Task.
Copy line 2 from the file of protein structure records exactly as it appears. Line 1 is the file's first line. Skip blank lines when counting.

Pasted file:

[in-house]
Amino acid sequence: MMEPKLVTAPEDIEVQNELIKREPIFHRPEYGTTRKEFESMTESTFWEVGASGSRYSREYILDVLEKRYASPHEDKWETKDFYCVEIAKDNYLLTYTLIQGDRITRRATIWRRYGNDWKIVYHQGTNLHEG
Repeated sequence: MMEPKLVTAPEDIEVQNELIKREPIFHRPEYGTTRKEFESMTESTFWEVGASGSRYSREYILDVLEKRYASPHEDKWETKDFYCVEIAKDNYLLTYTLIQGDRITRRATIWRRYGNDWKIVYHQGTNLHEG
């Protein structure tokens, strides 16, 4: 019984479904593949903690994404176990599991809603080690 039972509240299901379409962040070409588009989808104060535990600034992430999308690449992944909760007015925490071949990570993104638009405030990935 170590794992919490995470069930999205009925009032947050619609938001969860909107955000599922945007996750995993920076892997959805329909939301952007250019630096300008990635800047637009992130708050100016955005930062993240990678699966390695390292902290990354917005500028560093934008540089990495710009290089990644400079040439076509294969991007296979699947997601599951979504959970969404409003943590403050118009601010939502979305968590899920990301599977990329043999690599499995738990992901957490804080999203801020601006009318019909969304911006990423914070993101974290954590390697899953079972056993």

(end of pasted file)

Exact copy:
Amino acid sequence: MMEPKLVTAPEDIEVQNELIKREPIFHRPEYGTTRKEFESMTESTFWEVGASGSRYSREYILDVLEKRYASPHEDKWETKDFYCVEIAKDNYLLTYTLIQGDRITRRATIWRRYGNDWKIVYHQGTNLHEG